Key takeaways

  • Bad credit lenders may approve borrowers with credit scores as low as 580 or lower.
  • Loans for bad credit usually come with high annual percentage rates (APRs) and high costs.
  • Beware of lenders that guarantee approval or require upfront fees — these are signs of a scam.

Getting approved for a loan with bad credit can be a challenging experience. Fortunately, there are a variety of personal loans for bad credit to choose from if you can afford the higher interest rates and payments.

Before applying, learn how they work and what to expect in terms of borrowing costs. Some bad credit lenders are predatory, and knowing how to spot them could keep you from being taken advantage of.

What is a bad credit loan?

A bad credit loan is a loan that caters to borrowers with FICO scores below 580 — though some lenders consider credit scores into the low-600s bad. They are designed to serve as a funding option if you need a loan but have past credit issues.

How does a bad credit loan work?

The main difference between a bad credit personal loan and any other personal loan is the APRs and fees are usually much higher with bad credit. Otherwise, they work the same — you receive all your funds at once, and pay a fixed rate in monthly installments for a term ranging between one and seven years.

Where can you get a bad credit loan?

A variety of lenders offer bad credit personal loans including community banks, credit unions and online lenders.

  • Online lenders. Many online lenders offer bad credit loans. Make sure you check their websites for minimum score requirements since they tend to vary from lender to lender.
  • Credit unions. Since credit unions are member-owned institutions, they may be willing to offer you a loan even if you have less-than-stellar credit.
  • Community banks. Banks usually have more stringent credit requirements, but you may still be able to get a personal loan with a community bank if you already have an account in good standing.

What to consider when getting a bad credit loan

Bad credit loans offer convenience for borrowers who may not be able to qualify for other options. However, there are a number of risks when you borrow a bad credit loan.

They will be more expensive because lenders will charge higher interest rates or — depending on the type of loan — more fees. You may also be limited in how much you can borrow and how long you have to repay your loan.

Bad credit loans cost more

Lenders charge higher interest rates to borrowers with bad credit because they’re viewed as more risky. The interest rate for a bad credit loan may be over 30 percent.

You may also be charged higher origination fees with bad credit which are usually deducted from the loan funds. Higher interest rates also mean higher monthly payments and more interest paid over the term of the loan.

You may not be able to borrow as much

Lenders may limit how much they’re willing to lend to a bad credit borrower compared to a good credit borrower. That’s because borrowers with a history of running into credit trouble are more likely to default, so lenders often cap the loan amounts to reduce their risk.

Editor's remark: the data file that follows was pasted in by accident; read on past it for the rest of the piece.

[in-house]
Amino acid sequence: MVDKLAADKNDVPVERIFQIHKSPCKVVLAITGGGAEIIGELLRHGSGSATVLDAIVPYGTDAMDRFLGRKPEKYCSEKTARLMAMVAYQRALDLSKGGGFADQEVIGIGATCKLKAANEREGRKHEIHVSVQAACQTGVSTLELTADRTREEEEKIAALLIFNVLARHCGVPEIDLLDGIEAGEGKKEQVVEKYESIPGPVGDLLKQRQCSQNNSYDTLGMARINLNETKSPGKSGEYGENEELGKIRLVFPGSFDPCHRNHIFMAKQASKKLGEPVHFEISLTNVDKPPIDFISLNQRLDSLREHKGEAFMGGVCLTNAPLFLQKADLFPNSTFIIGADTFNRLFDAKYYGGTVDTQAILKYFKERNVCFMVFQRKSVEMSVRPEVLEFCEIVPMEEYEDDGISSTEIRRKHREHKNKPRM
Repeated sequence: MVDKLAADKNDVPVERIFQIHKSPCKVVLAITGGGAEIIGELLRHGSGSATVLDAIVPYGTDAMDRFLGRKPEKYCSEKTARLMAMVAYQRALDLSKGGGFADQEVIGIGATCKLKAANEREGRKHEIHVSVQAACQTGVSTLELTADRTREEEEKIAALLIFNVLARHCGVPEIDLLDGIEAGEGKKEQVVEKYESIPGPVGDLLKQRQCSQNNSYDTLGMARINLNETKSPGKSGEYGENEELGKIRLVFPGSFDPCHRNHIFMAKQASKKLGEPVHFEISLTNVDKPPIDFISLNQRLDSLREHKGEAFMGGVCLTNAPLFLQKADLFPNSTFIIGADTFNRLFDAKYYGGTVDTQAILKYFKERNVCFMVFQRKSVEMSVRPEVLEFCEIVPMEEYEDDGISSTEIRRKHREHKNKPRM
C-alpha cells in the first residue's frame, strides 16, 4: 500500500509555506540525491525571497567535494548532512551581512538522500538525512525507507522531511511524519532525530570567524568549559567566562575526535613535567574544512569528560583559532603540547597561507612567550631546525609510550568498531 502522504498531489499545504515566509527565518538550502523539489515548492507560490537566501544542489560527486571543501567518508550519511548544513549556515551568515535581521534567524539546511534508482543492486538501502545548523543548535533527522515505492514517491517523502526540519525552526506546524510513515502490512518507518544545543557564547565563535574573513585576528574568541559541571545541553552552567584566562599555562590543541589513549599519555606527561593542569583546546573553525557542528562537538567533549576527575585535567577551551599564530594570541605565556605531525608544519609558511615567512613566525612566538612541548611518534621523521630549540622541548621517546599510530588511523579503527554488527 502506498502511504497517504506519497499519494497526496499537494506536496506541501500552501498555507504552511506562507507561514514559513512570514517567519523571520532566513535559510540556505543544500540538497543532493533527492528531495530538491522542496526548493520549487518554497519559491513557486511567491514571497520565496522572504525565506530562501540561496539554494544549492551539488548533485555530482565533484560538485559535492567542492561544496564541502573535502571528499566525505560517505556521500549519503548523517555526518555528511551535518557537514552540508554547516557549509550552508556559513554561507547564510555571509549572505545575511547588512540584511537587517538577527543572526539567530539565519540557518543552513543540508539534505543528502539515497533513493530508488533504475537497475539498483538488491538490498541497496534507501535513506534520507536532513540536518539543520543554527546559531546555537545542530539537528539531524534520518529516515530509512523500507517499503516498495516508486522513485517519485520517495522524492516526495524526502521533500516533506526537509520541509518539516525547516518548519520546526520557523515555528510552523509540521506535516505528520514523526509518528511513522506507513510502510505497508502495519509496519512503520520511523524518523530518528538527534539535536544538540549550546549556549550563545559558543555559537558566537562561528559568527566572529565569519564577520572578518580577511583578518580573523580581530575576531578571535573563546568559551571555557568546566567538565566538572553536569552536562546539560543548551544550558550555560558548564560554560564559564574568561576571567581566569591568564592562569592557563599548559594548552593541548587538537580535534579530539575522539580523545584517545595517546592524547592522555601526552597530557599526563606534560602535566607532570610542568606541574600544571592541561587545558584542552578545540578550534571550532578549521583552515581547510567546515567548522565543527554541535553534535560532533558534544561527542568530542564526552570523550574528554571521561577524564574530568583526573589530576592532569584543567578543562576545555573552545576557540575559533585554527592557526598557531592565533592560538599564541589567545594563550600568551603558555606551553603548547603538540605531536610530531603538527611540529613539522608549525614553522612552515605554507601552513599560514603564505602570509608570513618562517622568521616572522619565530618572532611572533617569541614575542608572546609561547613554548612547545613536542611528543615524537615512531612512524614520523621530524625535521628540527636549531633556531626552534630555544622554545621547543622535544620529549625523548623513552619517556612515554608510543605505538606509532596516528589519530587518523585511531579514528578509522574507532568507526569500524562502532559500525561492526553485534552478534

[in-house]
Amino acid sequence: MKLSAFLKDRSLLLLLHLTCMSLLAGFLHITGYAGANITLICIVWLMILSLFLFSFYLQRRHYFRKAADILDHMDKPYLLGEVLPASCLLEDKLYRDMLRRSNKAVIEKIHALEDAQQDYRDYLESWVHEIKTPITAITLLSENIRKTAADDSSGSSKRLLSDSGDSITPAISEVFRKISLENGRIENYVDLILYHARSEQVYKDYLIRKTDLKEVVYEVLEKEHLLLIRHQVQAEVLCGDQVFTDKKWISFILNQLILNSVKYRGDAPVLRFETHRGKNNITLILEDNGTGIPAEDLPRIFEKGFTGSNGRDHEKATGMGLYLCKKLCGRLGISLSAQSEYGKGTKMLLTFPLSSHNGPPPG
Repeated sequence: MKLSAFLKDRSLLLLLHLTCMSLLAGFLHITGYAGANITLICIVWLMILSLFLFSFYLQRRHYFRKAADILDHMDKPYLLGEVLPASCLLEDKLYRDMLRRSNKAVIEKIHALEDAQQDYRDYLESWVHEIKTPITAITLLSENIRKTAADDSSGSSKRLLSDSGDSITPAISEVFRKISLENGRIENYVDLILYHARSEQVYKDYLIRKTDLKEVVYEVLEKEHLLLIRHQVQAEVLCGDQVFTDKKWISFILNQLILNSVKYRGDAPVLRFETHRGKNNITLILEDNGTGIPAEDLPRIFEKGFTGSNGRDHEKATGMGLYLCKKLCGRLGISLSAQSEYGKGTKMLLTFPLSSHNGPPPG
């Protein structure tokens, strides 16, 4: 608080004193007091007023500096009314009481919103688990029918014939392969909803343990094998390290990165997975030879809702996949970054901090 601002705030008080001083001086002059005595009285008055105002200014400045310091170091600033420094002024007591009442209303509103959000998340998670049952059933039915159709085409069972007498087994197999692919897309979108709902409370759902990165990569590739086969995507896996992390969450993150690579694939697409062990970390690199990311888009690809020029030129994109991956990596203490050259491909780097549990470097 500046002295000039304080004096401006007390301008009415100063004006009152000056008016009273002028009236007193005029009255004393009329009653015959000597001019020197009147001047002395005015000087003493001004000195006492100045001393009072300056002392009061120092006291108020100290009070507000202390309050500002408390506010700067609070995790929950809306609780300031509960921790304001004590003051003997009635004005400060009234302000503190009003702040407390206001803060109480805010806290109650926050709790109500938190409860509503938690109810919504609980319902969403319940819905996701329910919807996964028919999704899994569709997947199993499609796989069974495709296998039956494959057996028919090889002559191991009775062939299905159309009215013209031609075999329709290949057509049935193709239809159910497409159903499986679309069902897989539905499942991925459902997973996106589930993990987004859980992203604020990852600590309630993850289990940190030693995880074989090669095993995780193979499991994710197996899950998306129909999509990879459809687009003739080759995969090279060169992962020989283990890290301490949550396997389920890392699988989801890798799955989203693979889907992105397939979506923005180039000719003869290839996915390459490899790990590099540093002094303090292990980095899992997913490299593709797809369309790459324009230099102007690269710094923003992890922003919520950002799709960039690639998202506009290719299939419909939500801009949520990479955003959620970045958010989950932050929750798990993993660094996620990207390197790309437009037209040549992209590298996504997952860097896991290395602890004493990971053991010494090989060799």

Your term will likely be shorter

You may not be eligible for a term of five or more years if you have a bad credit history. Bad credit loan lenders may prefer you pay your loan off faster to reduce the odds that you’ll default over a longer time period. Use a personal loan calculator to make sure the payment fits into your budget.

How do you avoid predatory bad credit loans?

People with poor credit are the most common targets for financial predators. Take extra precautions to avoid being a victim of predatory lending.

  • Did the lender reach out to you unsolicited? You should always be the one starting contact with a lender, not the other way around. If you suddenly start getting calls about bad credit loans, you may be dealing with a scam.
  • Is the lender asking for upfront fees? No legitimate personal loan lender will collect fees upfront. All of their fees should be collected when they fund your loan.
  • Is the lender reputable? The lender should be registered to do business in your state, have a physical address and a secure website. Check the Consumer Financial Protection Bureau’s complaint database for any actions against the lender.
  • Does the lender market “guaranteed approvals?” No lender can guarantee a loan approval without reviewing some of your financial information. If they do, they are probably not legit.
  • Does the lender charge prepayment penalties? Check the terms of any bad credit loan with prepayment penalties. You don’t want to be stuck in a loan you can’t refinance without paying a hefty fee if your credit improves in the future.
  • Do you feel pressured to accept the loan? Never, ever take a bad credit loan out because a salesperson pressures you to do so. Any reputable company should share the benefits of the loan and show you how it can improve your financial situation. Strong-arm sales tactics are a red flag that you’re dealing with a predatory lender.

Bottom line

A bad credit personal loan should be part of a bigger strategy to improve your credit and finances. Talk to a credit counselor if you’re not sure about the loan program, and  explore cheaper alternatives first. If you determine that it’s the best financing option for you, compare rates, terms and fees with as many lenders as possible to find the best deal.